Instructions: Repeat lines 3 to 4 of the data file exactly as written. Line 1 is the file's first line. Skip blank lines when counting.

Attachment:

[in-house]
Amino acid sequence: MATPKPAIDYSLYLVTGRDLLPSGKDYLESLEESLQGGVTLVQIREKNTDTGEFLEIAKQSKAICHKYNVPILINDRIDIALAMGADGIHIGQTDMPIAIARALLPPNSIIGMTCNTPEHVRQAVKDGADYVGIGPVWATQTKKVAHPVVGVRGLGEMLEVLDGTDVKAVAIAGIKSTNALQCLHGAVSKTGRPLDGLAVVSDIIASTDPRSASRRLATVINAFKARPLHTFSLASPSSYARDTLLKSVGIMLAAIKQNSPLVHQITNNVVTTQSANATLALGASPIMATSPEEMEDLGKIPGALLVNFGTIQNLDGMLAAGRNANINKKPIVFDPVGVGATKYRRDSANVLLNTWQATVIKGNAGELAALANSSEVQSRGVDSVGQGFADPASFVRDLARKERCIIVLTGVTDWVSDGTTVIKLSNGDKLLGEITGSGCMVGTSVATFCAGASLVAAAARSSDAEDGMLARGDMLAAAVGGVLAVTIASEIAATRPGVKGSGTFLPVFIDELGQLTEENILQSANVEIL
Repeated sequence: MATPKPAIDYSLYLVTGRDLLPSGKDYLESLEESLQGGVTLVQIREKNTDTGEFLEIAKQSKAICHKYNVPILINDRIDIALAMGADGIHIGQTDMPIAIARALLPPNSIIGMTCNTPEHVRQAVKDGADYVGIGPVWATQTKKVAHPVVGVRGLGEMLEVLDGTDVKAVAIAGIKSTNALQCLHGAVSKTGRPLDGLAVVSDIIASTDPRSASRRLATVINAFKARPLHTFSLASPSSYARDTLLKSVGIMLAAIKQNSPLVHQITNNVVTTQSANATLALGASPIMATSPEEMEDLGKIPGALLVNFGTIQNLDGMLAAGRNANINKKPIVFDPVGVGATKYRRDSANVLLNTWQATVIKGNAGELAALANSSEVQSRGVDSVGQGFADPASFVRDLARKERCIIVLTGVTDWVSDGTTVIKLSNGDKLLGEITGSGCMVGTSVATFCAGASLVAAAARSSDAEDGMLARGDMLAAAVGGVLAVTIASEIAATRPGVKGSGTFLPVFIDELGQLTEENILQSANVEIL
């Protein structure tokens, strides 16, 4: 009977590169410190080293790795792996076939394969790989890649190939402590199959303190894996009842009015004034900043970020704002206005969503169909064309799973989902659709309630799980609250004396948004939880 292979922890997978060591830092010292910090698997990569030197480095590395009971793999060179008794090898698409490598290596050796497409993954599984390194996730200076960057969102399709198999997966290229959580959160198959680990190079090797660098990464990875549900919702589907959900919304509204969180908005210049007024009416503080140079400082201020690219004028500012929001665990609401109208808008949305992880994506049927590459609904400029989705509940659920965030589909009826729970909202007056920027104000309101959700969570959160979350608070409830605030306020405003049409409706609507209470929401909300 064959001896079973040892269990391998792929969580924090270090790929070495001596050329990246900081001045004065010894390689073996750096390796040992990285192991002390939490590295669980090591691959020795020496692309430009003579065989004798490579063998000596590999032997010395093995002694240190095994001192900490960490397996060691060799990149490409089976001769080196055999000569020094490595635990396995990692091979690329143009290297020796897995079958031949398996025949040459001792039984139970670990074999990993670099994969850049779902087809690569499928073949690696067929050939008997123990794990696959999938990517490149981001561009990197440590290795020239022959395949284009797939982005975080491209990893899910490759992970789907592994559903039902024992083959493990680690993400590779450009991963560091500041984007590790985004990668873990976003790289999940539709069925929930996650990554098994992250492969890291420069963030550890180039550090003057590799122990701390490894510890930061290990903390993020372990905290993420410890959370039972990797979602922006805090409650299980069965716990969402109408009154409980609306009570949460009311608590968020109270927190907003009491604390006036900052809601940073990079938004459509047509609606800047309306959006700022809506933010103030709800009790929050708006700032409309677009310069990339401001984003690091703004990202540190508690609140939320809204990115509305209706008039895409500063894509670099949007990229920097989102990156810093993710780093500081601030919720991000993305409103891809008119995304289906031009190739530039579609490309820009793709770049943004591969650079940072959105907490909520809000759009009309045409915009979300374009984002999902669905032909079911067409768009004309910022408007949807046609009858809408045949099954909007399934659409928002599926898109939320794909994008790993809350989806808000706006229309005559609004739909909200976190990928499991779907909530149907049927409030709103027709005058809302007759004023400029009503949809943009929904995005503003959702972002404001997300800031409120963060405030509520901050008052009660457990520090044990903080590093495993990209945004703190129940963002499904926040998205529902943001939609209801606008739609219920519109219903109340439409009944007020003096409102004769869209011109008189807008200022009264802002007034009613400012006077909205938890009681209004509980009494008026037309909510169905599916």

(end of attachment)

Repeated sequence: MATPKPAIDYSLYLVTGRDLLPSGKDYLESLEESLQGGVTLVQIREKNTDTGEFLEIAKQSKAICHKYNVPILINDRIDIALAMGADGIHIGQTDMPIAIARALLPPNSIIGMTCNTPEHVRQAVKDGADYVGIGPVWATQTKKVAHPVVGVRGLGEMLEVLDGTDVKAVAIAGIKSTNALQCLHGAVSKTGRPLDGLAVVSDIIASTDPRSASRRLATVINAFKARPLHTFSLASPSSYARDTLLKSVGIMLAAIKQNSPLVHQITNNVVTTQSANATLALGASPIMATSPEEMEDLGKIPGALLVNFGTIQNLDGMLAAGRNANINKKPIVFDPVGVGATKYRRDSANVLLNTWQATVIKGNAGELAALANSSEVQSRGVDSVGQGFADPASFVRDLARKERCIIVLTGVTDWVSDGTTVIKLSNGDKLLGEITGSGCMVGTSVATFCAGASLVAAAARSSDAEDGMLARGDMLAAAVGGVLAVTIASEIAATRPGVKGSGTFLPVFIDELGQLTEENILQSANVEIL
């Protein structure tokens, strides 16, 4: 009977590169410190080293790795792996076939394969790989890649190939402590199959303190894996009842009015004034900043970020704002206005969503169909064309799973989902659709309630799980609250004396948004939880 292979922890997978060591830092010292910090698997990569030197480095590395009971793999060179008794090898698409490598290596050796497409993954599984390194996730200076960057969102399709198999997966290229959580959160198959680990190079090797660098990464990875549900919702589907959900919304509204969180908005210049007024009416503080140079400082201020690219004028500012929001665990609401109208808008949305992880994506049927590459609904400029989705509940659920965030589909009826729970909202007056920027104000309101959700969570959160979350608070409830605030306020405003049409409706609507209470929401909300 064959001896079973040892269990391998792929969580924090270090790929070495001596050329990246900081001045004065010894390689073996750096390796040992990285192991002390939490590295669980090591691959020795020496692309430009003579065989004798490579063998000596590999032997010395093995002694240190095994001192900490960490397996060691060799990149490409089976001769080196055999000569020094490595635990396995990692091979690329143009290297020796897995079958031949398996025949040459001792039984139970670990074999990993670099994969850049779902087809690569499928073949690696067929050939008997123990794990696959999938990517490149981001561009990197440590290795020239022959395949284009797939982005975080491209990893899910490759992970789907592994559903039902024992083959493990680690993400590779450009991963560091500041984007590790985004990668873990976003790289999940539709069925929930996650990554098994992250492969890291420069963030550890180039550090003057590799122990701390490894510890930061290990903390993020372990905290993420410890959370039972990797979602922006805090409650299980069965716990969402109408009154409980609306009570949460009311608590968020109270927190907003009491604390006036900052809601940073990079938004459509047509609606800047309306959006700022809506933010103030709800009790929050708006700032409309677009310069990339401001984003690091703004990202540190508690609140939320809204990115509305209706008039895409500063894509670099949007990229920097989102990156810093993710780093500081601030919720991000993305409103891809008119995304289906031009190739530039579609490309820009793709770049943004591969650079940072959105907490909520809000759009009309045409915009979300374009984002999902669905032909079911067409768009004309910022408007949807046609009858809408045949099954909007399934659409928002599926898109939320794909994008790993809350989806808000706006229309005559609004739909909200976190990928499991779907909530149907049927409030709103027709005058809302007759004023400029009503949809943009929904995005503003959702972002404001997300800031409120963060405030509520901050008052009660457990520090044990903080590093495993990209945004703190129940963002499904926040998205529902943001939609209801606008739609219920519109219903109340439409009944007020003096409102004769869209011109008189807008200022009264802002007034009613400012006077909205938890009681209004509980009494008026037309909510169905599916």